WHERE DID IT ALL BEGIN AND HAVE YOU ALWAYS HAD THIS STYLE?
I didn’t always work like this, it all came about in the past five years after working for a company based in London, Erickson Beamon. I was there working on their diamond range, very over the top pieces. I was in amongst it, you had people from vogue coming to collect things, celebrity clients, it was an intense time. They are one of the top costume jewellery brands in the world.
Prior to that I studied at Central Saint Martins after Ayr college in Scotland, there I played with materials like porcelain, aluminium but colour was always important to me. I enjoyed experimenting and learning my craft. I have always been attracted to the fashion side of the jewellery world, I love designing for brands and the runway. But my love for, dare I say it, ‘costume’ jewellery came from Beamon.
HOW WOULD DESCRIBE YOUR STYLE THEN AND NOW?
My college work was completely different. I’m not sure if I was to exhibit it all in one room I would be able to recognise it. However, the idea for Lucky Bitches came about while I was at Art School, all be it in different materials, a porcelain ball spinning on an aluminium shank, but everyone loved it at college, it was a design I had to revisit and bring it up to date.
WHEN DID YOU DECIDE TO SET UP ON YOUR OWN?
After the financial crash in 2008 I was made redundant at Erickson Beamon, I started working immediately on my own brand. It was a whirlwind experience and I learned so much there. Losing my job was a blessing in disguise, it kick started me into setting up on my own and I wouldn’t be where I am now without that. I worked for many years freelancing for others and now I work on my own designs and have full creative control.
It was daunting time, I had to move back with my parents in Troon and I began making Bridal Jewellery as I didn’t know what else to do, I had never made costume jewellery before. So I had to re-think things, I started talking to people, going back to classes and learning again.
At that time, people weren’t buying precious jewellery, I knew my market would be in costume jewellery, I saw a path and I took it.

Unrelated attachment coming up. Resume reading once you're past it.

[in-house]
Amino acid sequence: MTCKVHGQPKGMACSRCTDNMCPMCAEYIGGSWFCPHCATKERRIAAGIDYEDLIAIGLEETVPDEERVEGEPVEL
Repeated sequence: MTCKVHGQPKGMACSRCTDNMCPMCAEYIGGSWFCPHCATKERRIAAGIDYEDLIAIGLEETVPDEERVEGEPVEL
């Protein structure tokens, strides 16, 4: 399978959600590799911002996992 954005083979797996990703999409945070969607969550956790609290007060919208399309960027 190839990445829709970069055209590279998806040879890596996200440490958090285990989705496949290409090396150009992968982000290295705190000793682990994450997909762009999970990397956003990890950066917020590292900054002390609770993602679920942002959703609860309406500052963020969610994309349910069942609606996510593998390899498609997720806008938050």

FASHION OR CRAFT?
I dabble with both, I really enjoy the bespoke, it is important for the business and it keeps me interested. I try not to define myself; I still want people to treasure everything I make.
DO YOU THINK PEOPLE CAN CHERISH A PIECE OF COSTUME JEWELLERY AS MUCH AS PRECIOUS JEWELLERY?
Yes and no, fashion pieces have become more collectable in recent years but in terms of value and materials, it’s a different market.
HOW IMPORTANT IS IT TO SUPPORT SCOTLAND AND YOUR HOMETOWN?
I have a lot of people in Troon that support me and it’s important for me to recognise where it all began, it keeps me grounded. I have stocked a shop there, The Herbary since I began and they continue to champion me, which is humbling. Scotland doesn’t allow you to get above your station, which I am grateful for. I have always loved Glasgow (minus the weather), it’s a gritty city and it’s really creative. Quality of life is really important to me, I can live the city life but I can hop on a train and be in Loch Lomond within 20 minutes.
FASHION, DESIGN, COLLABORATIONS, PHOTO SHOOTS, CATWALKS...WHAT'S THE MOST EXCITING PART?
Scotland Re:Designed show, last year, there was such a buzz and the adrenaline behind the scenes was great. When the last look came out (a jet crystal mask and harness), I could hear the audience’s reaction - sometimes you spend days making something that are seen for 10 seconds. Often your jewellery goes out into the world but right there I got to see an immediate reaction.
WHAT DO YOU LOVE ABOUT WHAT YOU DO?
I love creating a brand and building the excitement. The market is constantly changing and you always have to keep people engaged, I revel in the challenge of that. As a jeweller, I think we constantly need to keep people interested or we can become stagnant. It’s a time consuming part of the business but I really enjoy it.
WHAT'S YOUR FAVOURITE PIECE YOU'VE DESIGNED?
The Octopus Ring; the theme of light in the dark played a part, which seems to be a constant theme throughout my work. It’s a creature from the deep, but incredibly beautiful. The stone inside was intended to be subtle so it showed a depth of colour and light.
HOW WAS YOUR RECENT TRIP TO INDIA?
An opportunity came up through Scottish Development International to promote Scottish businesses. From Glasgow Gin to kneepads, there was a great mix of people. I visited Mumbai, Jaipur and Deli. I wanted to re-establish connections with factories and suppliers i had worked with and then in Jaipur to build relationships with stone dealers and stonecutters. It was an incredible experience and I definitely want to go back, a lot of my inspiration comes from India and a place that endlessly fascinates me.
WHAT'S YOUR FAVOURITE TOOL?
Beading needles. I would be lost without them, it’s amazing what you can do with a needle.
WHAT'S NEXT FOR EUAN MCWHIRTER?
I want to start branching into different things, less about the brand and more about the industry. A blog that will reveal processes, inspiration, working with different artisans and the background of my work – The Existential Jeweller, that connects my love of jewellery and travel. The new collection launches online by the end of May. A re-brand by the end of September, that will see me venture into precious jewellery, a studio sale coming up on Thursday, and one day I would love to run my own shop!